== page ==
I’m forwarding this to you because:
- You’re interested in Andrius’ other ideas
- Andrius is the person who first taught me about sharing openly so I’m sharing this with you through our open letters instead of simply forwarding by email
- You may not know this yahoo group
- You have explained ideas from physics to me
From: Andrius Kulikauskas email@example.com [livingbytruth] <firstname.lastname@example.org
Date: 8 January 2016 at 08:49
Subject: [livingbytruth] Thoughts on the big picture in physics
philosophy as a book. I think I’m making good progress.
This week I went to Vilnius University to talk with Thomas Gajdosik of
the theoretical physics department. We talked for five hours. I
overviewed my philosophy and how it got me interested in learning more
about entropy. He was very encouraging and so I was able to think more
fantastically about some implications for physics. I wrote up some
ideas which I share below, especially because I imagine Doug Binkley
might be interested.
What I write below won’t be interesting unless you know something about
The second law of thermodynamics says that there is a tendency for
things to grow disorderly, nondeliberate.
For example, I may knock down a bucket of ash and spill it on my floor.
By the laws of physics this process is actually reversible because
energy and momentum are never lost, they are conserved. This means that
it is possible (though extremely unlikely) to have a slightly warm pile
of ash on the floor whose many molecules bump into each other (like a
swarm of bees) in just such a way so as to tumble into a bucket, push it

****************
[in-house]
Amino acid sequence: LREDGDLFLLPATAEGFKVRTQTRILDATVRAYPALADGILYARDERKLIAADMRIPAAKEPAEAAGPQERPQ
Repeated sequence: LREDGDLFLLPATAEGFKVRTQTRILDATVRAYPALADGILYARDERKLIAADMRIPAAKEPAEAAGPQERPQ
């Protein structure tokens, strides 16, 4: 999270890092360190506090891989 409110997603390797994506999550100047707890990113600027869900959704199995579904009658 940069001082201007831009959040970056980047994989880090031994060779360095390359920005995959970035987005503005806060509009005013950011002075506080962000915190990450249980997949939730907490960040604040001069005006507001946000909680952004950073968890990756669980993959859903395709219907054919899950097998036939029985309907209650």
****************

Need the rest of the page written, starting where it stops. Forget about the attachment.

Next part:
upright and have it knock my foot. (The ash would then be slightly
cooler because some of their energy was used to set the bucket
upright.) Such a miracle would be so strange that it would seem like
the action of a ghost (or a movie in reverse). It can happen, though.
But it is extremely unlikely because it would involve an amazing
coincidence in terms of how the molecules would have to bump together.
If you wait long enough, though, then something like that will
definitely happen. (Because in a finite system in some sense every
possibility is tried out and everything basically repeats.) But you may
have to wait many times longer than the universe has already existed.
Best wishes from a cold Lithuania (-17 C = +1 F),
+370 607 27 665
We discussed the ambiguous nature of entropy (in how things tend towards
disorder) and its relevance for experimentation and measurement. In
order to do an experiment, the experimenter needs to set up certain
conditions, then step away and wait objectively (containing the
experiment), and finally observe the results. Each of these three moves
involves (increasing/decreasing) entropy in its own way. The experiment
involves setting up a temporarily closed system. However, at a certain
point, if we wait long enough, then we will end up with the observer
getting sucked into the experiment. That is because with physics being
reversible, all of the steps that the physicist took to set up the
closed system will at some point be able to function in the reverse
direction and reach out towards the physicist and undo what they did and
go even further out. Thus objectivity is only temporary. If we wait
long enough, then the objective will have to become subjective. This is
just to point to the contingent nature of entropy. It is also to say
that the distinction between being within a subsystem (subjective) and
outside a subsystem (objective) is very basic, and is related to the
concept of entropy.
We know from quantum mechanics that there is a world of possibilities
and then some times (when there is an “observation”) the possibilities
get reduced to an actuality. So we are interested in what it means,
physically, to have an observation or a measurement.
I had an idea today from our conversation. We imagined the universe as
an experiment that is becoming ever more precise. Well, that means that
information is growing. But that means that globally we have decreasing
entropy! That means we have something to balance the second law of